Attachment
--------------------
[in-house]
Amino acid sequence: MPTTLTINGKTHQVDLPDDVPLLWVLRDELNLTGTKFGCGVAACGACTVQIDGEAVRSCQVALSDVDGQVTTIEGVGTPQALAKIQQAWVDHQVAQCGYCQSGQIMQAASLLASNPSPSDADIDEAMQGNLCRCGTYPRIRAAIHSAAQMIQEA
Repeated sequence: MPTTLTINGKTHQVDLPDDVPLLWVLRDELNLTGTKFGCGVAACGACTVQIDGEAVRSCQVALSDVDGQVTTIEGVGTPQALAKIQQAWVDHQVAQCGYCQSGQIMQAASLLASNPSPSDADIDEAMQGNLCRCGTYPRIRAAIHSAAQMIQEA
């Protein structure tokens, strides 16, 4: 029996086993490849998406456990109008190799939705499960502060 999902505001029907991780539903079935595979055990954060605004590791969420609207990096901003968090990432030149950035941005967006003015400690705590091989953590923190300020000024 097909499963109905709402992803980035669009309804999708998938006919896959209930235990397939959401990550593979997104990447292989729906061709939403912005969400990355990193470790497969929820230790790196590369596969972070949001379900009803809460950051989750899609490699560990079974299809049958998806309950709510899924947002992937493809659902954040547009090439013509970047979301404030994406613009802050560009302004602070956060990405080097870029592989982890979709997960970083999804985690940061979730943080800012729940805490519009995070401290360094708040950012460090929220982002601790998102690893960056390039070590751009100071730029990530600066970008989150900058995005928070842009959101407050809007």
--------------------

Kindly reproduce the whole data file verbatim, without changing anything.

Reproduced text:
[in-house]
Amino acid sequence: MPTTLTINGKTHQVDLPDDVPLLWVLRDELNLTGTKFGCGVAACGACTVQIDGEAVRSCQVALSDVDGQVTTIEGVGTPQALAKIQQAWVDHQVAQCGYCQSGQIMQAASLLASNPSPSDADIDEAMQGNLCRCGTYPRIRAAIHSAAQMIQEA
Repeated sequence: MPTTLTINGKTHQVDLPDDVPLLWVLRDELNLTGTKFGCGVAACGACTVQIDGEAVRSCQVALSDVDGQVTTIEGVGTPQALAKIQQAWVDHQVAQCGYCQSGQIMQAASLLASNPSPSDADIDEAMQGNLCRCGTYPRIRAAIHSAAQMIQEA
């Protein structure tokens, strides 16, 4: 029996086993490849998406456990109008190799939705499960502060 999902505001029907991780539903079935595979055990954060605004590791969420609207990096901003968090990432030149950035941005967006003015400690705590091989953590923190300020000024 097909499963109905709402992803980035669009309804999708998938006919896959209930235990397939959401990550593979997104990447292989729906061709939403912005969400990355990193470790497969929820230790790196590369596969972070949001379900009803809460950051989750899609490699560990079974299809049958998806309950709510899924947002992937493809659902954040547009090439013509970047979301404030994406613009802050560009302004602070956060990405080097870029592989982890979709997960970083999804985690940061979730943080800012729940805490519009995070401290360094708040950012460090929220982002601790998102690893960056390039070590751009100071730029990530600066970008989150900058995005928070842009959101407050809007």